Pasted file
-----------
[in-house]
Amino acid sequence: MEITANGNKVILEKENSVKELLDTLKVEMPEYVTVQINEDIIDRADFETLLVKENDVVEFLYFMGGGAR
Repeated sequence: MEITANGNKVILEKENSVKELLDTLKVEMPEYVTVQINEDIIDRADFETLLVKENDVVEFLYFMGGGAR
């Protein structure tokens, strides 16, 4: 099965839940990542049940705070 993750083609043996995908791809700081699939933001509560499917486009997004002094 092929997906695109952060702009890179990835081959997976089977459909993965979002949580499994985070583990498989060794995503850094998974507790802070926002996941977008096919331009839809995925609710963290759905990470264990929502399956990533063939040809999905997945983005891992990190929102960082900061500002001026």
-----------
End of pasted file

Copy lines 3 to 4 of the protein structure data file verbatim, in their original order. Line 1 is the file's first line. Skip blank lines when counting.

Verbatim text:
Repeated sequence: MEITANGNKVILEKENSVKELLDTLKVEMPEYVTVQINEDIIDRADFETLLVKENDVVEFLYFMGGGAR
């Protein structure tokens, strides 16, 4: 099965839940990542049940705070 993750083609043996995908791809700081699939933001509560499917486009997004002094 092929997906695109952060702009890179990835081959997976089977459909993965979002949580499994985070583990498989060794995503850094998974507790802070926002996941977008096919331009839809995925609710963290759905990470264990929502399956990533063939040809999905997945983005891992990190929102960082900061500002001026």